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Activist agrees to plead guilty to extortion, would get time-served sentence under deal
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MADISON PROTESTS | GUILTY PLEA TO EXTORTION

Activist agrees to plead guilty to extortion, would get time-served sentence under deal

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A Madison activist arrested in June and charged in federal court with extortion for allegedly threatening to destroy a Downtown business unless he got free food and beer has agreed to plead guilty to one of the charges against him and receive a time-served sentence, according to a plea agreement filed Friday in U.S. District Court.

The extortion charge that Devonere Johnson, 29, agreed to plead guilty to is the same one that, two weeks ago, his lawyer filed motions seeking to dismiss. No date for a plea hearing has yet been scheduled, according to the court calendar.

The charge carries a 20-year maximum sentence, but under the agreement, both sides will recommend that Johnson receive a time-served sentence, with a two-year term of supervised release.

Devonere Johnson

Johnson

If U.S. District Judge William Conley rejects the sentence recommendation, Johnson would be free to withdraw his guilty plea, according to the agreement.

On Oct. 1, U.S. Magistrate Judge Stephen Crocker allowed Johnson, who had been in jail since his arrest in June, to be released from custody under 24-hour house arrest to await a trial in his federal case.

Johnson still faces several charges in Dane County Circuit Court, some arising from the same set of circumstances that led to his charges in federal court. Local activists have paid his cash bail in those cases.

The other charge Johnson faces in the federal case would be dismissed under the plea agreement.

Johnson’s arrest on June 23 outside The Cooper’s Tavern on Capitol Square sparked a protest that led to another night of destruction Downtown, including the toppling of two statues on the state Capitol grounds, the attempted burning of the City-County Building and the assault of a state senator who was watching protesters and attempted to take a picture with his phone.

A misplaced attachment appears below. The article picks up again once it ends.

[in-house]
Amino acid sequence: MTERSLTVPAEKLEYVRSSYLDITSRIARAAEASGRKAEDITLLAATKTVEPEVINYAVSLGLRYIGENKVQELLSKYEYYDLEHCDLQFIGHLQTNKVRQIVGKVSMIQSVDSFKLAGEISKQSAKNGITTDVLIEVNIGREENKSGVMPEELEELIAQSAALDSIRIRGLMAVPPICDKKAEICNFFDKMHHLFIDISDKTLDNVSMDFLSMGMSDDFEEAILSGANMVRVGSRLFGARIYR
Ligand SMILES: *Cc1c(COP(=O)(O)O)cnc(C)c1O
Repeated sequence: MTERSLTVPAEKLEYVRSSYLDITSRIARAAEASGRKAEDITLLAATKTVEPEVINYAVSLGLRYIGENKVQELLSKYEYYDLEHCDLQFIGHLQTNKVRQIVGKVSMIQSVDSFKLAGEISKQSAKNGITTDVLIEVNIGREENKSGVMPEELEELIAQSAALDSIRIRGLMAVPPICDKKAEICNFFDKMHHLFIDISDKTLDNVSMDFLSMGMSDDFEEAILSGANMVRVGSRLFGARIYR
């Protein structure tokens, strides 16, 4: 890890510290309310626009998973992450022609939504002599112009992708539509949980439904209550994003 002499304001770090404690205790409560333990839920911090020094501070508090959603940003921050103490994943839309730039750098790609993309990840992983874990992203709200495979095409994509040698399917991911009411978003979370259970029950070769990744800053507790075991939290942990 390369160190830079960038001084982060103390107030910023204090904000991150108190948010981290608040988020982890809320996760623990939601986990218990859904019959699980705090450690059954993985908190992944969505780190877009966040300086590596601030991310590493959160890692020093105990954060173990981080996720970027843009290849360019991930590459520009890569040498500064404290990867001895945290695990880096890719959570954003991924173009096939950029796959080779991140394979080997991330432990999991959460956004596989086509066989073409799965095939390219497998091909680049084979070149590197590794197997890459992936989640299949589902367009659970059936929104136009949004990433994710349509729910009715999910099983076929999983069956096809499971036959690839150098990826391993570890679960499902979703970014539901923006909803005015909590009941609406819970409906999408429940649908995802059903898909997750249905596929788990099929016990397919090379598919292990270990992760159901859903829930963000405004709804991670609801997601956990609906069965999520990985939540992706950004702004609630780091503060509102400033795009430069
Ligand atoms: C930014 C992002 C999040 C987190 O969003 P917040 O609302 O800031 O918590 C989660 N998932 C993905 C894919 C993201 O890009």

The charges against Johnson alleged that he threatened the owners of two Downtown businesses.

According to court documents, grand jury testimony indicated that Johnson, along with another man, Gregg James, was at one of the businesses to complain about how they had been kicked out of the business the day before, and that police had been called.

They demanded food and beer “for their troubles,” documents state, and said the business wouldn’t be marked for closure like another Downtown business had been.

“Just give us free food and beer and we can end this now,” Johnson said, according to grand jury testimony. “You don’t want 600 people to come here and destroy your business and burn it down.”

The owner relented and gave them food and beer, and paid for it from his own pocket, documents state.

The plea agreement requires Johnson to pay $12.50 in restitution, possibly for the food, but the agreement does not say specifically what the restitution is for.

The other extortion charge, which would be dismissed, involved an alleged demand to another business owner to pay money to Johnson using the mobile payment service Venmo or the business’ windows would be broken.

Johnson’s lawyer, federal defender Joseph Bugni, argued in a brief supporting his motion to dismiss the count Johnson ultimately agreed to plead guilty to that Johnson’s alleged threat was protected speech under the First Amendment. He also argued the federal statute didn’t apply to the charge because an assertion of interference with interstate commerce, necessary to make it a federal crime, wasn’t supported by the facts.

See damage from June 23 protests near the state Capitol

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